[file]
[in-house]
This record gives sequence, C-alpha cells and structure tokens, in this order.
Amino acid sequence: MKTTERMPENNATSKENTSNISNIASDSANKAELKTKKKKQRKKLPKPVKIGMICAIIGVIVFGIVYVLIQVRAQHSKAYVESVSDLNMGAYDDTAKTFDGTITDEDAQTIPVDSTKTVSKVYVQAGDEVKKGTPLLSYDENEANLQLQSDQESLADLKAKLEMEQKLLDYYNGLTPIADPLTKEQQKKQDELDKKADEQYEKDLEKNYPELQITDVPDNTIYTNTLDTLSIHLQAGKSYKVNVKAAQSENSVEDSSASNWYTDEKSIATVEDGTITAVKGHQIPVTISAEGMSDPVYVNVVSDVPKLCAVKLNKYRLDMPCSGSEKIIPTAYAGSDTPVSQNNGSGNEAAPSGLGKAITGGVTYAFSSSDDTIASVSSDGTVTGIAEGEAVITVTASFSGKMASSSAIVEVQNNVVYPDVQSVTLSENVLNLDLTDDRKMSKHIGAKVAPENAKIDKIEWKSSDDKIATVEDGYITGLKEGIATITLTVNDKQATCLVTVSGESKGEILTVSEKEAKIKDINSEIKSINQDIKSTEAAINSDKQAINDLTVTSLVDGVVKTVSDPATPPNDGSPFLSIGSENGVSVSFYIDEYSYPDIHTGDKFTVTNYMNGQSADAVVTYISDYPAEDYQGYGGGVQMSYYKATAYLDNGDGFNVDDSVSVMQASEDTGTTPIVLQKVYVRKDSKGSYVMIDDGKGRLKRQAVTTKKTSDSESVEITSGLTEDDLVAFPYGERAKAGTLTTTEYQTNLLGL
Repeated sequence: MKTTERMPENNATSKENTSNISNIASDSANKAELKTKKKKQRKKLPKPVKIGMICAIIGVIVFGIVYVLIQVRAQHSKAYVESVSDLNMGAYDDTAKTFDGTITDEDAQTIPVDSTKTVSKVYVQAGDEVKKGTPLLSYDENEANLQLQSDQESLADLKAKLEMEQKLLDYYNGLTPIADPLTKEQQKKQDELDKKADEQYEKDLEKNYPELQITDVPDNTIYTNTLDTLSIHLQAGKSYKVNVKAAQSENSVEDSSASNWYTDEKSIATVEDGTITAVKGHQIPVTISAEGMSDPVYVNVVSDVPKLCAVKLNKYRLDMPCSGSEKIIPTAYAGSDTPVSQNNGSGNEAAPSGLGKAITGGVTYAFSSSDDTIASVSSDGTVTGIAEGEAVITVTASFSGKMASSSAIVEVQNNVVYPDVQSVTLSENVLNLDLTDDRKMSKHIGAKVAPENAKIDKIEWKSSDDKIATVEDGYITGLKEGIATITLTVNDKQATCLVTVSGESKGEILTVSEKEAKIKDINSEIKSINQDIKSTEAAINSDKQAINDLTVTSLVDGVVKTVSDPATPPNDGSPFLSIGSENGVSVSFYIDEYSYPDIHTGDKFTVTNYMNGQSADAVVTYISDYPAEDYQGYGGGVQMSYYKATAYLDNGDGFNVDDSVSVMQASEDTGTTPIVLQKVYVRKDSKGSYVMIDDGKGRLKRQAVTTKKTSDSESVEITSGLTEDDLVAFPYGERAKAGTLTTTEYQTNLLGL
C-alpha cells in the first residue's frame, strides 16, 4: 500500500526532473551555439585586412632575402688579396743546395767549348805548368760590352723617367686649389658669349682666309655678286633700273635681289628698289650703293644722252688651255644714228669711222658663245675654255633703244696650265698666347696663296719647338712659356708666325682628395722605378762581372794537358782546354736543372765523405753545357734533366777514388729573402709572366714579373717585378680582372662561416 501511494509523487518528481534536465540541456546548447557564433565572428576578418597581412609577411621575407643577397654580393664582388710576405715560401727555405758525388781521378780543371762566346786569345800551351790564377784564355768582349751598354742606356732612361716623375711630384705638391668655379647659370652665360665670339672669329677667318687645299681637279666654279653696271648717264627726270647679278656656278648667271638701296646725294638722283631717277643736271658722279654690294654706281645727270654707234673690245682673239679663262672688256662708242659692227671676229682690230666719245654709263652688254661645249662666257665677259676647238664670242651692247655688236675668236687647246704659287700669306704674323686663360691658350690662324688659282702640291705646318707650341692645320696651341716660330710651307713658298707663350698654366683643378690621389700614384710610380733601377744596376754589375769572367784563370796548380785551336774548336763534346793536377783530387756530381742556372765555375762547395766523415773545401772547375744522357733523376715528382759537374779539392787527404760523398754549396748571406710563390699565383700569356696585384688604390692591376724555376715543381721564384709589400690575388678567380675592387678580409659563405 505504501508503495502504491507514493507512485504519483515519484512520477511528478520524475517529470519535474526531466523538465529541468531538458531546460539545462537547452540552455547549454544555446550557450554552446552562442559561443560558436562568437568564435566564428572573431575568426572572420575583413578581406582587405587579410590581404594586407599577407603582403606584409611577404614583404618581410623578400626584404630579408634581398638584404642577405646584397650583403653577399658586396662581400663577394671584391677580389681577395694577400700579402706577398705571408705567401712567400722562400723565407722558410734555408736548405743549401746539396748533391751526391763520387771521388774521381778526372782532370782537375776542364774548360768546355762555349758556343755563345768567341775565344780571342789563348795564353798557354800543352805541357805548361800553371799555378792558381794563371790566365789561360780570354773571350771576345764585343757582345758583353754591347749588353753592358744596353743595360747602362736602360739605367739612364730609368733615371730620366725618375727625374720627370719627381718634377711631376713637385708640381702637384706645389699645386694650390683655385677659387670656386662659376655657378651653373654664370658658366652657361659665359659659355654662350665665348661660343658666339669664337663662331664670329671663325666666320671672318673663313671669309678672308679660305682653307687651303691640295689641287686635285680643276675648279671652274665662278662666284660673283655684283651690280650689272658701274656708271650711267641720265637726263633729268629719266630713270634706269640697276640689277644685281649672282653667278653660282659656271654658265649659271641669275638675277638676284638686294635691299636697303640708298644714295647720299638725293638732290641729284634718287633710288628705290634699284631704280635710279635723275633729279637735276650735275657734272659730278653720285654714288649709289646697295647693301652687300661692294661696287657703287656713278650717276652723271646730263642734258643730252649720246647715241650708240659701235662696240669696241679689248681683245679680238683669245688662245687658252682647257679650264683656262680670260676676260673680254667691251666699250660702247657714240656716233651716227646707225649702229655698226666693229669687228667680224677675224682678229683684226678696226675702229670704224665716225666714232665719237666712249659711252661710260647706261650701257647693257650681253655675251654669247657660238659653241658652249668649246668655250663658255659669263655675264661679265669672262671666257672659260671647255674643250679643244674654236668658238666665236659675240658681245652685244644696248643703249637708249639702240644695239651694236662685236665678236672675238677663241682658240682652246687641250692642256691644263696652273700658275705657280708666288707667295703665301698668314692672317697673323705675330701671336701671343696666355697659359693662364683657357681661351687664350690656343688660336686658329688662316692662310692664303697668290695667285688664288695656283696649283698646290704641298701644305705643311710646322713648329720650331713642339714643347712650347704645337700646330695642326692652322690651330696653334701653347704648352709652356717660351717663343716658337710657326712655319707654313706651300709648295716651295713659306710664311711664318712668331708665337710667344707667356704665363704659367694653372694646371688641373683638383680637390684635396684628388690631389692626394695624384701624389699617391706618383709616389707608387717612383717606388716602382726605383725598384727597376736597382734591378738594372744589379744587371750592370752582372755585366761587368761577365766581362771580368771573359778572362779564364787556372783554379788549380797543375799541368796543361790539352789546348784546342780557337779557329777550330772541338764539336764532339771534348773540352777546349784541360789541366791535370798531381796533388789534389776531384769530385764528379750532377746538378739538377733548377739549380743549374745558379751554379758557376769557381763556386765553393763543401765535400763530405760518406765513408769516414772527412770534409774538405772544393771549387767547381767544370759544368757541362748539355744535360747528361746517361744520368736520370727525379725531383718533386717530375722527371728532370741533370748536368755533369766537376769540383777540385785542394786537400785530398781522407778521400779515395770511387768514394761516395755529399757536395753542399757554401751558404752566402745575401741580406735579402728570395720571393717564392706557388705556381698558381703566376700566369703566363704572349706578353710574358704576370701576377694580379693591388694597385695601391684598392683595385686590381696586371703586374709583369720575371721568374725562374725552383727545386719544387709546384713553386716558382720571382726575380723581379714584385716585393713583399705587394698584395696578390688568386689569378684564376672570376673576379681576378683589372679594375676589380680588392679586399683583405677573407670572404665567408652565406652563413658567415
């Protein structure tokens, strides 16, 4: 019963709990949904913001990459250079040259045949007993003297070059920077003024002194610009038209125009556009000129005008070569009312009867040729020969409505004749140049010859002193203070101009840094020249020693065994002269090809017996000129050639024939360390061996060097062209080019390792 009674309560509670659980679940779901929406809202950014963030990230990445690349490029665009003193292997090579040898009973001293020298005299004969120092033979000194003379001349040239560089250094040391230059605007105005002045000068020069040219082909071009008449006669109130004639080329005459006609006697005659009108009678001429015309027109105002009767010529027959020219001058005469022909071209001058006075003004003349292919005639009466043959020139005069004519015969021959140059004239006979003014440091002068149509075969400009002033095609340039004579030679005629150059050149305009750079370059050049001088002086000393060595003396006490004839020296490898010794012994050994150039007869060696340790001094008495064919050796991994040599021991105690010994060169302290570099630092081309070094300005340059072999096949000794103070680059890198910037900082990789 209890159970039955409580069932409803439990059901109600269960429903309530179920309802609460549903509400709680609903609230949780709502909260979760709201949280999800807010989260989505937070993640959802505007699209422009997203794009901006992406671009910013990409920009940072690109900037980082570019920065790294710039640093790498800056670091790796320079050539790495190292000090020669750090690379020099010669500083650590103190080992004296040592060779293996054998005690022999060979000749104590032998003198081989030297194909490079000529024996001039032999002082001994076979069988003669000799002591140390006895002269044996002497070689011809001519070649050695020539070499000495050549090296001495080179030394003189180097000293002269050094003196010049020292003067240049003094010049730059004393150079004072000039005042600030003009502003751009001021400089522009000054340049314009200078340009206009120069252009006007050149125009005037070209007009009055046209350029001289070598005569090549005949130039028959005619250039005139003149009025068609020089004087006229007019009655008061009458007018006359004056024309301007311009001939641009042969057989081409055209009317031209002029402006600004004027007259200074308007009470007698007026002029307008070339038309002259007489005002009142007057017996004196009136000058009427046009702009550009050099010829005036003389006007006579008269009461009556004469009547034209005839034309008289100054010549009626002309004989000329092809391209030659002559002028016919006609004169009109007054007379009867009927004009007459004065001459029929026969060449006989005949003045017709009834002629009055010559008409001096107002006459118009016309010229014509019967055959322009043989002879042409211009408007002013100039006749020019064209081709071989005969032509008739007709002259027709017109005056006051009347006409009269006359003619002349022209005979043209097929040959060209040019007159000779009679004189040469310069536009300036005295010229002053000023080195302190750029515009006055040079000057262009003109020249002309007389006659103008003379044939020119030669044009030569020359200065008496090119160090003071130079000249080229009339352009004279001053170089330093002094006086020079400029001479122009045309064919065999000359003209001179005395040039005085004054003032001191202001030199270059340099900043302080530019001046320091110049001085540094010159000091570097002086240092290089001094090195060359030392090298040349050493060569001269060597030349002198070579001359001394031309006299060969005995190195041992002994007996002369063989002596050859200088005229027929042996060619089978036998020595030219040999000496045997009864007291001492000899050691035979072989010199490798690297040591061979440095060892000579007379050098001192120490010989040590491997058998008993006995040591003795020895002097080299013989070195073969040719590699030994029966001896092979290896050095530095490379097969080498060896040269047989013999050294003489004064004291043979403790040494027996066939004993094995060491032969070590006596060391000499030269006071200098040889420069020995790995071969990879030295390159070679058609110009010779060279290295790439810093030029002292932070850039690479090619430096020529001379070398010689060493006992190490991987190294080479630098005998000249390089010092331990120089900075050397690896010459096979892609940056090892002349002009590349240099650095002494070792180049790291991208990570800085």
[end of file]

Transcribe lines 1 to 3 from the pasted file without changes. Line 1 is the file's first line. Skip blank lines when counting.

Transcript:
[in-house]
This record gives sequence, C-alpha cells and structure tokens, in this order.
Amino acid sequence: MKTTERMPENNATSKENTSNISNIASDSANKAELKTKKKKQRKKLPKPVKIGMICAIIGVIVFGIVYVLIQVRAQHSKAYVESVSDLNMGAYDDTAKTFDGTITDEDAQTIPVDSTKTVSKVYVQAGDEVKKGTPLLSYDENEANLQLQSDQESLADLKAKLEMEQKLLDYYNGLTPIADPLTKEQQKKQDELDKKADEQYEKDLEKNYPELQITDVPDNTIYTNTLDTLSIHLQAGKSYKVNVKAAQSENSVEDSSASNWYTDEKSIATVEDGTITAVKGHQIPVTISAEGMSDPVYVNVVSDVPKLCAVKLNKYRLDMPCSGSEKIIPTAYAGSDTPVSQNNGSGNEAAPSGLGKAITGGVTYAFSSSDDTIASVSSDGTVTGIAEGEAVITVTASFSGKMASSSAIVEVQNNVVYPDVQSVTLSENVLNLDLTDDRKMSKHIGAKVAPENAKIDKIEWKSSDDKIATVEDGYITGLKEGIATITLTVNDKQATCLVTVSGESKGEILTVSEKEAKIKDINSEIKSINQDIKSTEAAINSDKQAINDLTVTSLVDGVVKTVSDPATPPNDGSPFLSIGSENGVSVSFYIDEYSYPDIHTGDKFTVTNYMNGQSADAVVTYISDYPAEDYQGYGGGVQMSYYKATAYLDNGDGFNVDDSVSVMQASEDTGTTPIVLQKVYVRKDSKGSYVMIDDGKGRLKRQAVTTKKTSDSESVEITSGLTEDDLVAFPYGERAKAGTLTTTEYQTNLLGL